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The human being is the center of my work, and although at times I make
incursions into other areas, I always return to painting human beings.
Essentially, what has fascinated me for many years about men and women
are their passions, all those imperfections and virtues that
characterize them and make them as beautiful as they are fearsome.
Often all the passions are contained in one person.
The virtues of people frequently attract us though it is their defects,
of course, that make them really striking. On the other hand, it is the
union of both, and particularly at their extremes – great virtues and
great defects – that make people intense. Feelings that range from
innocence to perversion are a marvellous subject to be studied from the
point of view of aesthetics. Thus, far from falling into moralizing and
sentimentality, I look hard into the deepest characteristics that a
person develops over the course of his or her life, characteristics that
I have been finding all around me. I aim to reflect these in a
symbolic and psychological way, though in a form which is sometimes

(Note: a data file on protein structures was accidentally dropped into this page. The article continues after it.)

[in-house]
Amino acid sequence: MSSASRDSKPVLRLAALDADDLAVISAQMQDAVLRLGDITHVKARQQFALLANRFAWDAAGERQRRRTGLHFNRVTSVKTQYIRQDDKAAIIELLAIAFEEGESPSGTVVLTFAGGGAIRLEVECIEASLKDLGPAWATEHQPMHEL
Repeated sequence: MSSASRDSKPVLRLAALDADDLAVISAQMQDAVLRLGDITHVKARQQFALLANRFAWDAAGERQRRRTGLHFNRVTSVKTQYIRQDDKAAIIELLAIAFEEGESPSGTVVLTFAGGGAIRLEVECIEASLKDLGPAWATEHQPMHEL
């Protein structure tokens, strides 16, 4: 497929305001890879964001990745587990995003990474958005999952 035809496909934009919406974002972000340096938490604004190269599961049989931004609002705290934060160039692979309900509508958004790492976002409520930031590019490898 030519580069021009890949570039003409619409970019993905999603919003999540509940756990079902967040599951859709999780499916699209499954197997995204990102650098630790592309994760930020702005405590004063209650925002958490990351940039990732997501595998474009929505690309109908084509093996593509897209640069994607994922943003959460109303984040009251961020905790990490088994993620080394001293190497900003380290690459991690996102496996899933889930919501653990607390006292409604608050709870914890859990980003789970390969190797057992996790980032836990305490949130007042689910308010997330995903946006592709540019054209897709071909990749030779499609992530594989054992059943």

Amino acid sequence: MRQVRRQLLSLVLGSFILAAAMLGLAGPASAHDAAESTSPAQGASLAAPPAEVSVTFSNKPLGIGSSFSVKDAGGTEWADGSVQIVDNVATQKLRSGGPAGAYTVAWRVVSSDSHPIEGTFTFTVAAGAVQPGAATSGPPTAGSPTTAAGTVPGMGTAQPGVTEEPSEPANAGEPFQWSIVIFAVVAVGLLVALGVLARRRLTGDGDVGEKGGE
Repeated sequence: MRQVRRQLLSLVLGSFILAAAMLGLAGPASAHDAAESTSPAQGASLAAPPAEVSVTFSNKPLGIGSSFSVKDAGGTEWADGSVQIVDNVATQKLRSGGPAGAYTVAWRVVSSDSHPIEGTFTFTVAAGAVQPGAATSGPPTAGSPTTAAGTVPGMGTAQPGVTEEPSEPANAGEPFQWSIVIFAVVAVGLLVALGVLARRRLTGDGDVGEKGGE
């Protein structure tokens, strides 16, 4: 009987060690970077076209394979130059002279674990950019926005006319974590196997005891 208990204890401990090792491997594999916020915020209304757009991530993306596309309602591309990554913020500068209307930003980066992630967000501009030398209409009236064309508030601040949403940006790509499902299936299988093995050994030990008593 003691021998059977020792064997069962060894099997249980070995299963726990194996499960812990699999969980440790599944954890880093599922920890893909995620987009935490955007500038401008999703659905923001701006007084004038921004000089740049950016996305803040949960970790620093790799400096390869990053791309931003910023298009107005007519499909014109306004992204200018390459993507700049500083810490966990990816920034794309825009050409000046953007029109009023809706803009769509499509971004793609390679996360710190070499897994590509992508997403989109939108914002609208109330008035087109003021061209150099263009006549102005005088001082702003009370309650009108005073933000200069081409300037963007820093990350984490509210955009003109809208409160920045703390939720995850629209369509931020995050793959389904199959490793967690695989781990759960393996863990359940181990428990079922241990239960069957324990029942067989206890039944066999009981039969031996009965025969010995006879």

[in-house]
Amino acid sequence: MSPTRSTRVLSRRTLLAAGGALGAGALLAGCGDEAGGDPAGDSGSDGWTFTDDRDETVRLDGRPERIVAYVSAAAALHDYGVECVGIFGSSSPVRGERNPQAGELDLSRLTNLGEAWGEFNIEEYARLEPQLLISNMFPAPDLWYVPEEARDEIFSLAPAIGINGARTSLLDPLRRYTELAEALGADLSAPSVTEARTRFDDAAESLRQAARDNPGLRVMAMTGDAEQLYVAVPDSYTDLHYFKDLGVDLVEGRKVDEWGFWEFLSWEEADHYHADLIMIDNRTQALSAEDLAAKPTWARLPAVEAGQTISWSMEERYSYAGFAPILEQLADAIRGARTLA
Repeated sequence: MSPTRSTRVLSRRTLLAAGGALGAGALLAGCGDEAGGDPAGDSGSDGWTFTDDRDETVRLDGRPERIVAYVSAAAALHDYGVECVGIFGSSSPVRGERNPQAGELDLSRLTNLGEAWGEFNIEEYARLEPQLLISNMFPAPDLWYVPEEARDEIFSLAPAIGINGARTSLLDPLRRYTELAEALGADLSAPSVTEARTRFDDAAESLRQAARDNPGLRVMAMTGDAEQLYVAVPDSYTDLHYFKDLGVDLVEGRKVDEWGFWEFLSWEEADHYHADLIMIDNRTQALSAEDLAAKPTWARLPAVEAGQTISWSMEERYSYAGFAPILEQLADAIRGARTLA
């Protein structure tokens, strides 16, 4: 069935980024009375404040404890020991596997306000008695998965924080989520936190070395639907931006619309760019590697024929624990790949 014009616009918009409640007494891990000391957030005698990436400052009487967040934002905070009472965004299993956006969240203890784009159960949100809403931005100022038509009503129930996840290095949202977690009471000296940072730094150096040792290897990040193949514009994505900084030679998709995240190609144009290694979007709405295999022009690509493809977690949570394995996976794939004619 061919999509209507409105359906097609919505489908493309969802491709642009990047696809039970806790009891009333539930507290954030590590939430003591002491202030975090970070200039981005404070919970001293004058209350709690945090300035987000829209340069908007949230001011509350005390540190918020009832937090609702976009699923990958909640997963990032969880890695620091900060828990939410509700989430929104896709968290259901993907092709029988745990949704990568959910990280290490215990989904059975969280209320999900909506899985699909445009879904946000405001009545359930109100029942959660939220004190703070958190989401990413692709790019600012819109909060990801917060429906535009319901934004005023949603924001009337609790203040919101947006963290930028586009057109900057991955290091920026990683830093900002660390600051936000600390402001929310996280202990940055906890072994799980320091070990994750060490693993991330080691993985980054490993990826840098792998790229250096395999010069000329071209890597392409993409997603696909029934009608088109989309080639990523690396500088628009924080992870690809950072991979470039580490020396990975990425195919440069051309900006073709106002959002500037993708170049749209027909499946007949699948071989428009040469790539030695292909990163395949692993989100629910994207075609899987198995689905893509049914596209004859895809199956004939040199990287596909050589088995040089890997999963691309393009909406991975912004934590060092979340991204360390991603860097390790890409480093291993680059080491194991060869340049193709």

I am not especially concerned that the viewer comes to understand all
the content of each painting; mystery has to be part of the piece.
Moreover, the different layers of meaning that enrich it may be better
understood with the passage of time. Perhaps they actually introduce
the viewer to a second or third look.
Even so one musn’t forget that a picture is, above all, an aesthetic
work and as such it must operate. Therefore if it fills the spirit of
the observer with sensations but doesn’t fill his or her mind with
meanings, for me that is sufficient. A good piece of art doesn’t need
an explanation in words, it explains itself. The important thing is
that upon seeing it, the viewer experiences an intensity of feelings
and can take home something that will last and reveal even more of
itself over time.